With an unequivocal sound and a highly-marketable look, it was only a matter of time before major labels started seeking out the desert-bred act. Enter Victory Records. The Chicago-based, controversy-plauged label has included on their roster such acts as: A Day to Remember, Streetlight Manifesto and Hawthorne Heights. All of which have filed lawsuits against the label for reasons ranging from breach of contract to fraud. The guys inked a deal with We Are Triumphant, Victory Records’ Boston-based distribution partner. “Having our name attached to a larger label [helped],” says Kellum. “But, the actual work behind [the band] was all us. When it came to booking tours, recording…all the money and time that goes into all that–it was all us.” After cutting ties with the label in 2013, the band released the five song EP The Death of Rhythm and Blues, which has been highly-regarded as a major creative turning point for American Standards.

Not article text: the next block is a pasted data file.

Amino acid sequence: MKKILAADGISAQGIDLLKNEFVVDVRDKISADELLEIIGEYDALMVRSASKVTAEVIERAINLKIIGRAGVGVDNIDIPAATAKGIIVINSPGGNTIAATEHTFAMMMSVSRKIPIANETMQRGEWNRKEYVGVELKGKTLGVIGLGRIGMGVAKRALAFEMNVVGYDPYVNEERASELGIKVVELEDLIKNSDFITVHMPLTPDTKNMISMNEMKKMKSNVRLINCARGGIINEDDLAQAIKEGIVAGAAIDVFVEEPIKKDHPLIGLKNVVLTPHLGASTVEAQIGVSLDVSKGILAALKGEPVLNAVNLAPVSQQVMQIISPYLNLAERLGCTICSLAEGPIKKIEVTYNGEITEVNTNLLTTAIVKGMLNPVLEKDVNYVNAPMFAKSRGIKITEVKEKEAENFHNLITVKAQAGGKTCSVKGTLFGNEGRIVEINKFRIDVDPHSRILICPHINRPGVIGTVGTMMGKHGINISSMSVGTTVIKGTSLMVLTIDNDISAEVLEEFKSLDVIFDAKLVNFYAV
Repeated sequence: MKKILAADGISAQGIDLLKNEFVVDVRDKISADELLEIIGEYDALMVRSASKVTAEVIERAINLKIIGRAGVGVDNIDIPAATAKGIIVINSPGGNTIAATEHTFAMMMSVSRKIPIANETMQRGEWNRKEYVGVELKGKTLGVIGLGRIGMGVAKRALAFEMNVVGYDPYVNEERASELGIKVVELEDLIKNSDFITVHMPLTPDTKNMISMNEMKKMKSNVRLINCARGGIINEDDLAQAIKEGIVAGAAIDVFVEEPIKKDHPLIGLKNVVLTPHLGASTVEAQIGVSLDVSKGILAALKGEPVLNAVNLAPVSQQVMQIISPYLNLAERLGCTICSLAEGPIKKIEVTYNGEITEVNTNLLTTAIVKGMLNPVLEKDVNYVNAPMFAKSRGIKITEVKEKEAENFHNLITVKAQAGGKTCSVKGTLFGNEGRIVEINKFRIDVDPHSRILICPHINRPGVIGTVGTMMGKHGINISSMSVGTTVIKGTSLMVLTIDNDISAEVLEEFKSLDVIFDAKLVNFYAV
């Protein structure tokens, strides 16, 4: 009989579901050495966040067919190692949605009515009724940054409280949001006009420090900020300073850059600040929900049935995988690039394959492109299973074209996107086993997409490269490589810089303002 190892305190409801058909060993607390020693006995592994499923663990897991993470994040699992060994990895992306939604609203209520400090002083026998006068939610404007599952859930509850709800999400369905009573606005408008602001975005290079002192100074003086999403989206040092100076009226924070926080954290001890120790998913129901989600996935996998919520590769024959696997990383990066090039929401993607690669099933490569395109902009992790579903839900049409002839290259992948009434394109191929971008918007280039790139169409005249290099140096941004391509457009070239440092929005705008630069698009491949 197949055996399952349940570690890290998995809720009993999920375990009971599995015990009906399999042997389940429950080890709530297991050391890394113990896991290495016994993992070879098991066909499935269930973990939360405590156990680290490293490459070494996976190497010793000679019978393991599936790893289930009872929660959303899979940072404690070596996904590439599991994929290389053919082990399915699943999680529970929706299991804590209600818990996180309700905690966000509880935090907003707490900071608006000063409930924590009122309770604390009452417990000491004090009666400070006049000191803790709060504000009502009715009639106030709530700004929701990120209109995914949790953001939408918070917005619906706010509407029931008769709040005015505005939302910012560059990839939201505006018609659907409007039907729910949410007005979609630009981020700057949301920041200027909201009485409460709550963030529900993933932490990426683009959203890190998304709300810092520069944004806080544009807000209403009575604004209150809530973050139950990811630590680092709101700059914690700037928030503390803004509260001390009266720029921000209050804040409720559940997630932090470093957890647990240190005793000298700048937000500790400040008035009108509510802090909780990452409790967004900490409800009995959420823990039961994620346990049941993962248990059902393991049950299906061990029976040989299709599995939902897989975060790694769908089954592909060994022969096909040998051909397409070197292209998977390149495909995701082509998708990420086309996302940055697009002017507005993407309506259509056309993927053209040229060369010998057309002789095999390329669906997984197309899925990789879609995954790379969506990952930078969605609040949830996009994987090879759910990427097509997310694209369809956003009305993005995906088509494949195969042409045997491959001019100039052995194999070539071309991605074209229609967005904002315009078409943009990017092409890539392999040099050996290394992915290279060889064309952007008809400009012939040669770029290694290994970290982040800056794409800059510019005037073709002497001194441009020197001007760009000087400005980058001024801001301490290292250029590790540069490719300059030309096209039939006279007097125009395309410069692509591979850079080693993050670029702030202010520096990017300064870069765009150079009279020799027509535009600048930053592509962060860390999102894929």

If you’ve ever caught an American Standards show, you’re seeing one that the guys themselves would attend as fans. “We only want to play shows people want to come see,” says Kellum. They’re not playing on a bill that consists of bands that they wouldn’t personally listen to and rally for. It’s that same discretion that has made them a sought-after act. Not only in the Valley, but nationally as well. A lot of bands fall into the all too comfortable rut of playing the same shows, at the same venues, with the same bands and the same people in attendance–an easy way to become stale and shorten your popularity’s shelf-life. American Standards found that out a long time ago, and it’s paying off. They opened up for Atreyu in Tucson last month, and their response? “That was pretty cool for us…” A cool, calm and collected reaction that can only come from a band who’s played with the likes of GWAR, Sick of it All, Norma Jean and Danzig. These hometown boys are making good and you can’t expect to see them on the local circuit without keeping your ear to the street, which makes their charismatic sound that much more alluring. Some in the local scene feel that there are certain bands or individuals holding other acts back by sheer networking muscle, but these guys have avoided the dramatics of a merciless Valley music community. Conspiracy theories aside, American Standards has shown so much love to the stages that nurtured their beginnings and ran up formidable bar tabs at some of our favorite venues. “I really like the Underground,” says Hosier–The Nile, for all of you neophytes, has gained a bigger draw with their newly acquired liquor license. Tempe Tavern, Yucca Tap Room and Joe’s Grotto also received honorable mention from the band. You can also witness this hardcore act at your local perk place. They recently played Gurley Street Coffee in Prescott and the boys enjoy Tempe’s 51 West. “It doesn’t quite smell like farts yet,” Kellum states matter-of-factly. The one thing that can’t be masked by the smell of fresh-brewed java is the inevitable trajectory of this substantial band. No one can accuse these guys of being an overnight success, but we at Azmusic.org are ecstatic to see where the coming days take these critical Arizona darlings.